Patent application title: Method for controlling the re-use of prefilled reagent dispensers and other consumables
Jose De La Torre-Bueno (Carlsbad, CA, US)
IPC8 Class: AG05B1900FI
Class name: Selective intelligence comparison for controlling authentication (e.g., identity)
Publication date: 2010-01-21
Patent application number: 20100013595
Patent application title: Method for controlling the re-use of prefilled reagent dispensers and other consumables
Jose De La Torre-Bueno
PATTERSON, THUENTE, SKAAR & CHRISTENSEN, P.A.
Origin: MINNEAPOLIS, MN US
IPC8 Class: AG05B1900FI
Patent application number: 20100013595
This disclosure provides methods and systems by which a device could
detect if it has been loaded with a consumable that was not authorized by
the manufacturer of the device even if the gray market could exactly
remanufacture or duplicate the consumable. The methods and systems
utilize an asymmetric key pair.
1. A component system, comprising:a device comprising a device code;one or
more replaceable components susceptible to counterfeiting or grey market
production;a label on the one or more replaceable components;a component
sensor in communication with the one or more replaceable components;a
computer in communication with the component sensor;a memory associated
with the computer;a computer readable program on the computer comprising
a first key and instructions to cause the computer to:determine if the
one or more replaceable components has been replaced;set the device to a
use mode if the one or more replacement components has not been
replaced;detect the label on a component;decode a label code on the label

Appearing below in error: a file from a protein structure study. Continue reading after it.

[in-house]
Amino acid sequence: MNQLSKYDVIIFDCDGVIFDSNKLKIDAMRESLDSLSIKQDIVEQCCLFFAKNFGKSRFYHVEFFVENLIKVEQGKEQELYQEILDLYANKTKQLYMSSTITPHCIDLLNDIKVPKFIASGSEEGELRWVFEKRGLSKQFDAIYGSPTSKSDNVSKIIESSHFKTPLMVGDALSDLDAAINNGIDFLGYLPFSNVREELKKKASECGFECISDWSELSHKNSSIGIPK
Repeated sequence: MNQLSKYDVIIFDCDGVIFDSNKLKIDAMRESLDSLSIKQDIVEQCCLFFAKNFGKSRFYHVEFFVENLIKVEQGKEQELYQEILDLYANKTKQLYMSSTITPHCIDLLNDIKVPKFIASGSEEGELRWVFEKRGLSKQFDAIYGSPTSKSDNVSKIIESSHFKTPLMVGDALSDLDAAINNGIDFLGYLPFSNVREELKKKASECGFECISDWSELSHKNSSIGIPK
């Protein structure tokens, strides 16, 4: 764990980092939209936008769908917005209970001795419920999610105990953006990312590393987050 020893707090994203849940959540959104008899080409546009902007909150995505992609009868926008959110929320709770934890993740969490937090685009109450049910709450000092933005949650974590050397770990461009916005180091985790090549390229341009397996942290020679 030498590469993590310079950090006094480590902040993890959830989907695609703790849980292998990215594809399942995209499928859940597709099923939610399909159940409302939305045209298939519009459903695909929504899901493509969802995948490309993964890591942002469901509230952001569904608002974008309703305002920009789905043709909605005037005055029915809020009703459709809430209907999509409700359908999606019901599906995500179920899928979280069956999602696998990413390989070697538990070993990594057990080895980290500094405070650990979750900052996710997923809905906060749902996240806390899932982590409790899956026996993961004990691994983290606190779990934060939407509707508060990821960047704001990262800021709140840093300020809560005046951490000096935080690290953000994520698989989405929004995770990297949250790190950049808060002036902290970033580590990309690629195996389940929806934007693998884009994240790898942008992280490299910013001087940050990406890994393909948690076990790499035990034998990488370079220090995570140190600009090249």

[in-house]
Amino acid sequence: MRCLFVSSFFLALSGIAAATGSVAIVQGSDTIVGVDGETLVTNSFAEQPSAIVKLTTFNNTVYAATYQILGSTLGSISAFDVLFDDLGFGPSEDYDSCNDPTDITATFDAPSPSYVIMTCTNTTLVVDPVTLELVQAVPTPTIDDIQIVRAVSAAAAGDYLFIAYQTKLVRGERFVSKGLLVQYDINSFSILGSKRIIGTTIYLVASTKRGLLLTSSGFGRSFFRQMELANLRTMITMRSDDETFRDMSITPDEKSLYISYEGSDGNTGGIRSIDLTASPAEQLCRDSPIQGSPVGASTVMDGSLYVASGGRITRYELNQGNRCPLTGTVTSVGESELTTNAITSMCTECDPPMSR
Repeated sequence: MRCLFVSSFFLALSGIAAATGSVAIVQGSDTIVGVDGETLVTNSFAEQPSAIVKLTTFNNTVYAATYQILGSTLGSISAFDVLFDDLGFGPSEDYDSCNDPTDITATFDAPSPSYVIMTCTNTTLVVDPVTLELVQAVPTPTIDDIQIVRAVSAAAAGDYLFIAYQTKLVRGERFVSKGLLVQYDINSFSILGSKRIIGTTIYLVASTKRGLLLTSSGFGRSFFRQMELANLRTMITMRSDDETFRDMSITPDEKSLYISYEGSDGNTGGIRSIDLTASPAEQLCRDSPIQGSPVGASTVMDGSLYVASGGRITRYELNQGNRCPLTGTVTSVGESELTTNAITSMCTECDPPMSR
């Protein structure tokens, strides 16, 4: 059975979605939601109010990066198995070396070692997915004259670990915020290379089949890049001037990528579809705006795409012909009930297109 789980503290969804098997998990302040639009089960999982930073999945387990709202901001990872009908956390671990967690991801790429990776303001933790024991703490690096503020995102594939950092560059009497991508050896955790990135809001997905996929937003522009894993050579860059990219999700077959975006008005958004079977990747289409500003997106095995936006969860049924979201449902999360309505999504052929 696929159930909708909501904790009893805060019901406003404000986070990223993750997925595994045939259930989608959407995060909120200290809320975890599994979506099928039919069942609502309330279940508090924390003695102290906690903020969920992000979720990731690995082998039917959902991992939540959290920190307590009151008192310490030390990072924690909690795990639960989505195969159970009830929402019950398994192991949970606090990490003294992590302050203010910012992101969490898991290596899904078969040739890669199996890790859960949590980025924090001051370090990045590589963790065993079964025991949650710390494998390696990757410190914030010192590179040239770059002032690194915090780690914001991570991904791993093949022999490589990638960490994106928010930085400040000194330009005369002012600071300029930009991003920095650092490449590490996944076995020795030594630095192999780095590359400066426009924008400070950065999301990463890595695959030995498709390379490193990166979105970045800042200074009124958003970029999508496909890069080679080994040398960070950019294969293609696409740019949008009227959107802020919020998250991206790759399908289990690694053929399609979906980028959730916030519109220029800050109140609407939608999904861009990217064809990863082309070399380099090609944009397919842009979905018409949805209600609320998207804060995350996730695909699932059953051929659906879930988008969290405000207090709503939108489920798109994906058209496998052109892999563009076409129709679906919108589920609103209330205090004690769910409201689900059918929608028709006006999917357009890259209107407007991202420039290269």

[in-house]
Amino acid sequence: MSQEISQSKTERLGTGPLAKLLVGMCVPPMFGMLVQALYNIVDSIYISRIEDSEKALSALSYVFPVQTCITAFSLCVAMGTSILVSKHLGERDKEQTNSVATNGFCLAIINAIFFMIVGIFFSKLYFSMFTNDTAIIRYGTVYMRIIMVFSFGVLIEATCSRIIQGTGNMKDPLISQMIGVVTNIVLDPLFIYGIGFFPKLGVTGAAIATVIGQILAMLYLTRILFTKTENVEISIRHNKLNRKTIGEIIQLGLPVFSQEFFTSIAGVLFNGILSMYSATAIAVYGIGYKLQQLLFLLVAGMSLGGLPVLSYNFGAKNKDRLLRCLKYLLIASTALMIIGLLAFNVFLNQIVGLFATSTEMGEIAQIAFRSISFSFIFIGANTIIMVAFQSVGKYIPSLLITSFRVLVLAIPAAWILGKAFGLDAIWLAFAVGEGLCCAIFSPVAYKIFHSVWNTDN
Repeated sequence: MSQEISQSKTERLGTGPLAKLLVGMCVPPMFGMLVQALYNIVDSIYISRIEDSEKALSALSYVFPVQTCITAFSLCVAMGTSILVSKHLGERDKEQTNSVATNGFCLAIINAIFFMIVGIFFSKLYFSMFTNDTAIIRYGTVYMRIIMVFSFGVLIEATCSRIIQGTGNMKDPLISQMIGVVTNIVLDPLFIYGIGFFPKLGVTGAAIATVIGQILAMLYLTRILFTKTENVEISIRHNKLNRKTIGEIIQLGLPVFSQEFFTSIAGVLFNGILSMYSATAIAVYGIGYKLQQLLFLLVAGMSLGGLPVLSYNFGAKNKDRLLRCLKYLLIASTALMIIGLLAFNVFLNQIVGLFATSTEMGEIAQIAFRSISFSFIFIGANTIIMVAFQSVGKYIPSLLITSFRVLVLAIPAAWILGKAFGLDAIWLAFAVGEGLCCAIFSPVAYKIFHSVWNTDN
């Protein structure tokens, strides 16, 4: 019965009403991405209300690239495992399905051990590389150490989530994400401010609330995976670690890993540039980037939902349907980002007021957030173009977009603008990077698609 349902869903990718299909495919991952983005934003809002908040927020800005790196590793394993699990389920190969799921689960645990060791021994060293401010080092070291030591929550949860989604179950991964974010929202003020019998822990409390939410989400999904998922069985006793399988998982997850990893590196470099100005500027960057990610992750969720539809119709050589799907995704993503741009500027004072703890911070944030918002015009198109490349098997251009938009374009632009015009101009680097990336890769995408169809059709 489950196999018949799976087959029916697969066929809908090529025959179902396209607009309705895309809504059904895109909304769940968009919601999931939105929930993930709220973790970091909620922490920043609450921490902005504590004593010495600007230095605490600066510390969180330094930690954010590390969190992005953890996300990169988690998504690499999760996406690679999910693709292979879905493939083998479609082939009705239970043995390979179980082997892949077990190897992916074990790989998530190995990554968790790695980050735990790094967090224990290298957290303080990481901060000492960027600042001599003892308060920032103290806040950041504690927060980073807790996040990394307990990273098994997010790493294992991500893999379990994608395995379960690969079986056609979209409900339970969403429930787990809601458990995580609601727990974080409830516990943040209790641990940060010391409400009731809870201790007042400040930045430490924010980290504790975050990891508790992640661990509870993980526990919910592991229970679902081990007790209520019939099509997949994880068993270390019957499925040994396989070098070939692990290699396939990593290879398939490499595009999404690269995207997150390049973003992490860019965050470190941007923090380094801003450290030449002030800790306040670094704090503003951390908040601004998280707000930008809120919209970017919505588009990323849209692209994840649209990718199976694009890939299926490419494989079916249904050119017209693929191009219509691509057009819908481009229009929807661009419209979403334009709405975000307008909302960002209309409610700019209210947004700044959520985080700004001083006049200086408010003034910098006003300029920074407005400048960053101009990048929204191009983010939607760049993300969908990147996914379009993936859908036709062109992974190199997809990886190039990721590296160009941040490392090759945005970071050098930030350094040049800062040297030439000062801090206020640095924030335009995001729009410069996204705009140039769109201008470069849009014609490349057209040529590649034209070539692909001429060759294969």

using the first key;determine if the label code corresponds to the device
code;deactivate the device if the label code does not correspond to the
device code;store identifier information unique to each replaceable
component on the memory;determine if stored identifier information had
previously been stored on the memory; anddeactivate the device if the
stored identifier information had previously been stored on the memory
and if the device is not set to the use mode.
2. The component system of claim 1, wherein the one or more replacement components comprises computer hardware or refillable fluid containers.
3. The component system of claim 1, wherein the label comprises a bar code.
4. The component system of claim 3, wherein the component sensor is a bar code reader.
5. The component system of claim 1, wherein the first key is one key of an asymmetric encryption key system.
6. The component system of claim 1, wherein the label code comprises information selected from the group consisting of a serial number of the consumable, a serial number of a device that uses the consumable, an expiration date of the consumable, and any combination thereof.
7. The component system of claim 6, wherein the information is encrypted using a second key of an asymmetric encryption key system.
8. An autostainer system comprising:an autostainer comprising a device code;a component sensor in communication with one or more replaceable fluid containers susceptible to counterfeiting or grey market production;a computer in communication with the component sensor;a memory associated with the computer;a computer readable program on the computer comprising a first key; andinstructions to cause the computer to:determine if the one or more replaceable components has been replaced;set the autostainer to a use mode if the one or more replacement components has not been replaced;detect a label on the one or more replaceable fluid containers;decode a label code on the label using the first key;determine if the label code corresponds to the device code; anddeactivate the autostainer if the label code does not correspond to the device code;store identifier information unique to each code on the memory;determine if stored identifier information had previously been stored on the memory; anddeactivate the autostainer if the stored identifier information had previously been stored on the memory and if the autostainer is not set to the use mode.
9. The autostainer of claim 8, wherein the label comprises a bar code.
10. The autostainer of claim 8, wherein the component sensor is a bar code reader.